Dressed in waterproof pants, sturdy shoes and cold weather gear we set off early to the Gorilla Centre – Rwanda’s gorilla tourism hub. Here visitors from all corners of the globe come together to receive a guide, get divided into groups and depart for their gorilla encounter experience. I found it a little overwhelming – and was grateful that our small group would stay as was for our planned Bisoke Volcano hike. We were told that should we come across any gorilla groups, it would be totally incidental. We had not paid the very hefty US$1.500 per person for a permit, so would quite possibly not encounter these primates. We drove to the trail head, met our larger than life camo-clad guide Fidel, were joined by a veritable flotilla of armed guards, issued with walking sticks and off we set.

The initial stretch had us walking through fields bursting with white daisies (Pyrethrum), which we noticed were being harvested by teams of women. This is a valuable commercial crop used to make insecticide. Rwanda is the world’s third largest producer of this incredibly valued flower.

Rwanda’s mountainous landscape is due to the fact it straddles the eastern rim of the Albertine Rift Valley. The nation’s highest peaks (the volcanic Virungas) are a 20 million-year-old by-product of the same tectonic rumblings and labor pains that gave birth to the Rift Valley.

The hike was strenuous and extremely muddy, with a 900 m vertical gain over 3.5 km, but we all soldiered up to the top where we had fleeting glimpses of the crater lake below us when the thick mist cleared. The armed guards disappeared into the mist and watched from the sidelines – a sensitive area, given that this is the border with the volatile DRC. We slip-slid our muddy way back down and were met with a picnic feast. Here we shed our waterproofs and put on our running kit, to get ready for a 14 km run back to our lodge.

That evening before dinner we were addressed by the very impressive and knowledgeable Dr. Jean Bosco Noheli, better known by his colleagues as Dr. Noel, from the Gorilla Doctors. He left us all feeling quite positive about the future of these incredible mammals. Wildlife tourism – as uncomfortable as it may make the likes of me – is this species only chance of survival. These daily, hour-long encounters between human and beast are what will ensure that these beautiful mammals continue to thrive in a very compromised world.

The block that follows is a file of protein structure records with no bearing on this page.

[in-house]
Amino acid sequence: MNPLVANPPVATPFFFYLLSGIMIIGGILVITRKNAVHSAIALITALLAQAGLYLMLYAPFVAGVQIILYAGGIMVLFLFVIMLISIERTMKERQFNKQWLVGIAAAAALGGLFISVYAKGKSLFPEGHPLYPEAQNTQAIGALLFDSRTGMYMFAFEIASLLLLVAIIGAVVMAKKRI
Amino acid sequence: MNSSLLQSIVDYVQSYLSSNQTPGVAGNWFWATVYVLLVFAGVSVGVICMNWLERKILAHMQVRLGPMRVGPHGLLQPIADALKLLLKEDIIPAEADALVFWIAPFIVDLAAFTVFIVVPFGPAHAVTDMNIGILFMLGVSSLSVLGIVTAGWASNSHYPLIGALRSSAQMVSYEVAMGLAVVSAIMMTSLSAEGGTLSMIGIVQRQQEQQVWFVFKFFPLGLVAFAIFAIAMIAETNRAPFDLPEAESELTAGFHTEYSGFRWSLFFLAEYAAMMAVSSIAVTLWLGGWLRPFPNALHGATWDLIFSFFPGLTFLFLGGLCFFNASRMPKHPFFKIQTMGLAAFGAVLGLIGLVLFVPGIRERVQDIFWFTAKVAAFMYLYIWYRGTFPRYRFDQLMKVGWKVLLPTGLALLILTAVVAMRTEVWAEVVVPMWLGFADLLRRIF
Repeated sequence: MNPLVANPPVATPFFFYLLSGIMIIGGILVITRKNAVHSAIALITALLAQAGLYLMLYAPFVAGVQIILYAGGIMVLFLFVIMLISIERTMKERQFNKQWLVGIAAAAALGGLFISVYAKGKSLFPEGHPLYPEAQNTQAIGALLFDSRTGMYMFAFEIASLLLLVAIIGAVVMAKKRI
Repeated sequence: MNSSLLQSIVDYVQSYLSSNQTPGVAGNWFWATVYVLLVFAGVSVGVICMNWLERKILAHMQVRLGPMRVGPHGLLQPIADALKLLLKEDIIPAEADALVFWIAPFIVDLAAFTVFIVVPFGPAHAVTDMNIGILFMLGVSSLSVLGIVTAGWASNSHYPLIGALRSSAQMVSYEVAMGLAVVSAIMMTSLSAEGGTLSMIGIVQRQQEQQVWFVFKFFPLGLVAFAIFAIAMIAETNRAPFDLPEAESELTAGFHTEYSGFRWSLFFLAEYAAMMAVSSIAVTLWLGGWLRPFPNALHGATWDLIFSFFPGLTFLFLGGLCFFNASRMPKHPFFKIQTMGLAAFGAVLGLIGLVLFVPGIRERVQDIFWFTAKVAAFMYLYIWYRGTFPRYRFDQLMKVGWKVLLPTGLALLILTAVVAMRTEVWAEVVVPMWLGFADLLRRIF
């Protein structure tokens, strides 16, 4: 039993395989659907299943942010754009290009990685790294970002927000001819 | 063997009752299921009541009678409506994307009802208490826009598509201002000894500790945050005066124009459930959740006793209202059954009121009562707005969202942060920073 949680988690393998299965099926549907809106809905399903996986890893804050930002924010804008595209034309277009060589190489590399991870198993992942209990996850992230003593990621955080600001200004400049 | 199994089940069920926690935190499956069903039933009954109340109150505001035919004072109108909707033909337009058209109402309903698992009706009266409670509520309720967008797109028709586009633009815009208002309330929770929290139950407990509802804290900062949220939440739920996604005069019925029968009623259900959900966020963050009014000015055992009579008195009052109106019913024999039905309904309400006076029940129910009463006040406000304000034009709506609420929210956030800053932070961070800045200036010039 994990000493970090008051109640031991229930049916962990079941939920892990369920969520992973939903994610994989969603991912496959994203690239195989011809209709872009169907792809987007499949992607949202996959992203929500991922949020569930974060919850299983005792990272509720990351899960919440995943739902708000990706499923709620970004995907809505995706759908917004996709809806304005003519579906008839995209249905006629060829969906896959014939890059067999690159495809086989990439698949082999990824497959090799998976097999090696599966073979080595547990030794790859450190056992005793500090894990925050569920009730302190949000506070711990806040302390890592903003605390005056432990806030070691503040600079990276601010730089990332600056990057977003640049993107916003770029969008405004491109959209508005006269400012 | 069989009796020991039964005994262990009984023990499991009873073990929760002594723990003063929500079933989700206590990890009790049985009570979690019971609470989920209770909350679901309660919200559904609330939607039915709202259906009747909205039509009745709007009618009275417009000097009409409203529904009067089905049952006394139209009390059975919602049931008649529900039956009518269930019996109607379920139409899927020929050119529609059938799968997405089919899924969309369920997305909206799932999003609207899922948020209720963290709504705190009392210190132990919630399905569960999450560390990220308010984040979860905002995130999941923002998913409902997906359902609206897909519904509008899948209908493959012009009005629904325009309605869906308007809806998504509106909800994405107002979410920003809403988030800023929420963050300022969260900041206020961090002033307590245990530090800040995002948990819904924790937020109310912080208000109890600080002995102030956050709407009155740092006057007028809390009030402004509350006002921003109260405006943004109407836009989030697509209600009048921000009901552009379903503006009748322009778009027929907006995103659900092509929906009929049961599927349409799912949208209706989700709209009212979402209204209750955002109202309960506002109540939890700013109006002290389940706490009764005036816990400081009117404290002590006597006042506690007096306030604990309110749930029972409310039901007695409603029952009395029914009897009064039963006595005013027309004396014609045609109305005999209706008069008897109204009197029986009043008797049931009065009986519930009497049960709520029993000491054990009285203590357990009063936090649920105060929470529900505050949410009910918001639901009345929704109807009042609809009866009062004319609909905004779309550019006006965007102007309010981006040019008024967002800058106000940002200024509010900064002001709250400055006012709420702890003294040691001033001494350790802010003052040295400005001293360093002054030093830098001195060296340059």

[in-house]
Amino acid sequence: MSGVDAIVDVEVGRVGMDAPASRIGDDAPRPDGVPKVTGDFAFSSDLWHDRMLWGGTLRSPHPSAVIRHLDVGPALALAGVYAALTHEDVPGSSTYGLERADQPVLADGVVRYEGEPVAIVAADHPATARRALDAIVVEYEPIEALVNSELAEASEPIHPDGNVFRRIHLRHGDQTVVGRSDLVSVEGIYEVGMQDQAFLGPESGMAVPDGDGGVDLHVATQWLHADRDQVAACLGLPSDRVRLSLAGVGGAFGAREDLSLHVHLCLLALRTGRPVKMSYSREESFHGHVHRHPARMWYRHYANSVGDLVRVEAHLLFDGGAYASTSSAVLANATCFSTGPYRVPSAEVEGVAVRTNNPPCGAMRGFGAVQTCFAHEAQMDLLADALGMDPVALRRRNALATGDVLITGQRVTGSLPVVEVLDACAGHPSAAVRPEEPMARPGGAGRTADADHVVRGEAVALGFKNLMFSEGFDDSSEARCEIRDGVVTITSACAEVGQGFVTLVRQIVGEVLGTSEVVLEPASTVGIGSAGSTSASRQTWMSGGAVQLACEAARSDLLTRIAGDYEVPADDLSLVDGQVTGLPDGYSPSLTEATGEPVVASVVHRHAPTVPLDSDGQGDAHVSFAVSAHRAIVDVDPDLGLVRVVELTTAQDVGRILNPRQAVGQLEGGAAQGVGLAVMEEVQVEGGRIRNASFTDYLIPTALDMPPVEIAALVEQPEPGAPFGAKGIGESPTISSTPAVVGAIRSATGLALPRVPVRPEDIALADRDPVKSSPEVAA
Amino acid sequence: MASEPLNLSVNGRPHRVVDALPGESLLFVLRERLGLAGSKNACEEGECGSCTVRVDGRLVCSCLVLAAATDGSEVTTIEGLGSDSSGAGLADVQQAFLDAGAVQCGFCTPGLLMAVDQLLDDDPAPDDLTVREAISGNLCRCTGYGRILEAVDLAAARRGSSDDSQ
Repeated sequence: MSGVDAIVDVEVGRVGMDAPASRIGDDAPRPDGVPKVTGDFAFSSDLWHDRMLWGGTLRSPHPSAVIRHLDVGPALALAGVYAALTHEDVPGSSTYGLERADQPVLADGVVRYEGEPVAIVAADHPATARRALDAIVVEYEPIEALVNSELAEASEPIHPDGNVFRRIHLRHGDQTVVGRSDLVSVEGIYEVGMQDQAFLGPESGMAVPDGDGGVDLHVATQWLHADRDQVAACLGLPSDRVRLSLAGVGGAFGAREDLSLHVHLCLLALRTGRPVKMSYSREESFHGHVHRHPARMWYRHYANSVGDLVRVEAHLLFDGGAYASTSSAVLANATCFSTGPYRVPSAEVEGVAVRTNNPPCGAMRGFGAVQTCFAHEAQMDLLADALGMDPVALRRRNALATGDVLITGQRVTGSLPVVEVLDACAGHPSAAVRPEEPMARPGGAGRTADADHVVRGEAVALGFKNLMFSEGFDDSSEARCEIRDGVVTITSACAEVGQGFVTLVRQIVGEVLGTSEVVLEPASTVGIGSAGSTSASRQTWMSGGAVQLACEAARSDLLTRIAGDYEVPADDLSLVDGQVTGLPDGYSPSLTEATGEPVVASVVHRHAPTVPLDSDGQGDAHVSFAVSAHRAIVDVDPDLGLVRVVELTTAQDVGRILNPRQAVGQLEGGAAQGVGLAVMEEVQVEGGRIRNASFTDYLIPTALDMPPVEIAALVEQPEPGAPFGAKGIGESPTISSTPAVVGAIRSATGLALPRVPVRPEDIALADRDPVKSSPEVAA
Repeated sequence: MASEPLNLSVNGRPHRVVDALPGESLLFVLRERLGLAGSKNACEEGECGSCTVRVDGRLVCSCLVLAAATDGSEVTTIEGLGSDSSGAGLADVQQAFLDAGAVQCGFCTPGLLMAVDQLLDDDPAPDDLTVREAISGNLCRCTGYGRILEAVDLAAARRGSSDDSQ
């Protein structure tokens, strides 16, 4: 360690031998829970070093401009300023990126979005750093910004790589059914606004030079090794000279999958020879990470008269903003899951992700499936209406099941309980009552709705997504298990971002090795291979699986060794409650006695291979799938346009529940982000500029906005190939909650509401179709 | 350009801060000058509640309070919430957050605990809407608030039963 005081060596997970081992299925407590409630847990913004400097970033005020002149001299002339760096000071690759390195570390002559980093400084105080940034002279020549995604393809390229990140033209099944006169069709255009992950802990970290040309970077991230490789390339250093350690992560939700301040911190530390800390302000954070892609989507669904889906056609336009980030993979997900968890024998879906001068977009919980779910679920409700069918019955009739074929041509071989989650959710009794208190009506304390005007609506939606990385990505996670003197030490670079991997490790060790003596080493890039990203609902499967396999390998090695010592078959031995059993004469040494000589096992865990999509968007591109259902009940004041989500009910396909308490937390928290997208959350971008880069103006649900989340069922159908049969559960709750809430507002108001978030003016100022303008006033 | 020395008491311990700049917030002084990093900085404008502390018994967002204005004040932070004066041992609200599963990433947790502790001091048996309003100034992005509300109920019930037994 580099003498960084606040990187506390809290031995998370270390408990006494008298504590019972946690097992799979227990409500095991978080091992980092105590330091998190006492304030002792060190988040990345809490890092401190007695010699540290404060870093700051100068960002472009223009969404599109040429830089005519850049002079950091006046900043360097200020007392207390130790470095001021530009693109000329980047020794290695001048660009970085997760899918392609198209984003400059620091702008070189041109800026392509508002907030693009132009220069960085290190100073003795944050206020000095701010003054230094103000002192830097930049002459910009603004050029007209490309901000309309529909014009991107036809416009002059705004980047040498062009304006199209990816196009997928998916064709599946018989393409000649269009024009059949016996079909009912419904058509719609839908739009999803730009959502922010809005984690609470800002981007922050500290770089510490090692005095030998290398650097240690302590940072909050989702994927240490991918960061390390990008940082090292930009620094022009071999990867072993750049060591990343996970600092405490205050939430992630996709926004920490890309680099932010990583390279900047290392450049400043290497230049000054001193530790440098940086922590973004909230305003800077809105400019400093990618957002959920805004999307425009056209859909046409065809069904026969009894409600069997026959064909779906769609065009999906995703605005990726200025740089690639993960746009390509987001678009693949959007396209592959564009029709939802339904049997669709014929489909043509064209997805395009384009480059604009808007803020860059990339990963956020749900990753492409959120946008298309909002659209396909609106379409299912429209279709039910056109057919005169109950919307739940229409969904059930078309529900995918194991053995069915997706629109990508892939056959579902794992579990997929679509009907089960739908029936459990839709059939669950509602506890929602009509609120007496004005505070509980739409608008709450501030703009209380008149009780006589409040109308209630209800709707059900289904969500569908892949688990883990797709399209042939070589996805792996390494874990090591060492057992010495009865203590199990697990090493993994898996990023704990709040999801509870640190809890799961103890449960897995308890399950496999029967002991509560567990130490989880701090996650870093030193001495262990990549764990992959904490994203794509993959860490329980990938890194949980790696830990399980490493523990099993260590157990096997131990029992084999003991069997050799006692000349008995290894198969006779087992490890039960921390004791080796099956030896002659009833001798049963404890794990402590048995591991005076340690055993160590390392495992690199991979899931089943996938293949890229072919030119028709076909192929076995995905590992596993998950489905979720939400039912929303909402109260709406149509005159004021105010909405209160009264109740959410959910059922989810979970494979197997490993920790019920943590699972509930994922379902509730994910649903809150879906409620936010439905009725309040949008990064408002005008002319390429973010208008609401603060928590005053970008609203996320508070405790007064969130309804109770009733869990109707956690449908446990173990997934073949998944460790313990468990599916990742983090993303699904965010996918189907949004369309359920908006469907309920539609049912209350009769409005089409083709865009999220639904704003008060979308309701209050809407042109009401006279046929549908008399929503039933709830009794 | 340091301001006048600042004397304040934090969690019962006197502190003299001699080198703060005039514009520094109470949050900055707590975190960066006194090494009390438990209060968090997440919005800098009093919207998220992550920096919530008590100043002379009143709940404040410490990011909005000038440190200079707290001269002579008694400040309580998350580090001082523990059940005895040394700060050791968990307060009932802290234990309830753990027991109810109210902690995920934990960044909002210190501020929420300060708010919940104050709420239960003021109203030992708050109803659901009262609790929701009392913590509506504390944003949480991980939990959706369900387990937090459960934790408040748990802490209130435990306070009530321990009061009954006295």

Day 3 Gishwati forest and Lake Kivu (16 km)
The day started with an early drive through to Gishwati, the start of one of the longer runs – a 28 km stretch to Lake Kivu. We disembarked at the end of a bustling, dusty road, fringed with busy stalls, shops and many bemused onlookers. The run took us through a tapestry of tea plantations, fields groaning with yams, cassava and sweet potatoes, mango and banana trees and eucalyptus forests. We ran through endless villages and were rarely alone or away from large groups of small, ecstatic children or men and women working in the fields. Since Rwanda has one of the highest population densities in Africa, it came as no surprise that we were almost constantly surrounded by people. When we arrived at one school, the kids couldn’t contain their excitement, and all dashed out the classrooms to surround us and stare wide-eyed and fascinated.

The terrain is hilly, and the running involves many ups and downs, but the views are always spectacular. We eventually reached the verdant banks of Lake Kivu, and after more of Chris’s famous towels, a blissful swim and an ice-cold Virunga beer, we settled into our rooms for a brief nap.


The view down to Lake Kivu on Day 3

Lake Kivu is Rwanda’s largest freshwater body, and it also forms the border with the DRC. Reaching depths of almost 500 metres, with a water content of 333 km2 renders it one of the world’s deepest freshwater lakes.

That evening we went out on a small motor boat to watch traditional fishermen with their three-boat system (amato), long bamboo poles and nets. These incredibly fit young men head out at sunset (often singing as they paddle). They spend the night out on the water, catching as much of the only species of small fish, called iSambaza, able to survive the methane-rich waters of the lake and return at sunrise.


Fishermen setting off for the night’s fishing in the methane-rich waters of Lake Kivu

Our evening was rounded off with an incredible dinner on the sandy banks of the lake, with some local drummers and dancers to entertain us.

Day 4 Lake Kivu trail to Kinunu (28 km)
Another 28 km day saw us skirting the lake shore, again passing through numerous villages, through fields, over hills, into valleys and along ridges overlooking the lake. With 10 km to go, we had a very welcome break at Nkora Market village. Here we were treated to some spectacular Rwandan hospitality (quite the most delicious warm chapattis dripping with local, dark honey and an array of locally grown fruit), courtesy of Mamma Nellie, a local Nkora Market village entrepreneur.

We ended the day at a small, basic but very cozy guesthouse at Kinunu where we were treated to a fascinating bean-to-cup coffee growing/washing plant and processing warehouse experience.

Day 5 Kinunu to Kibuye (25 km)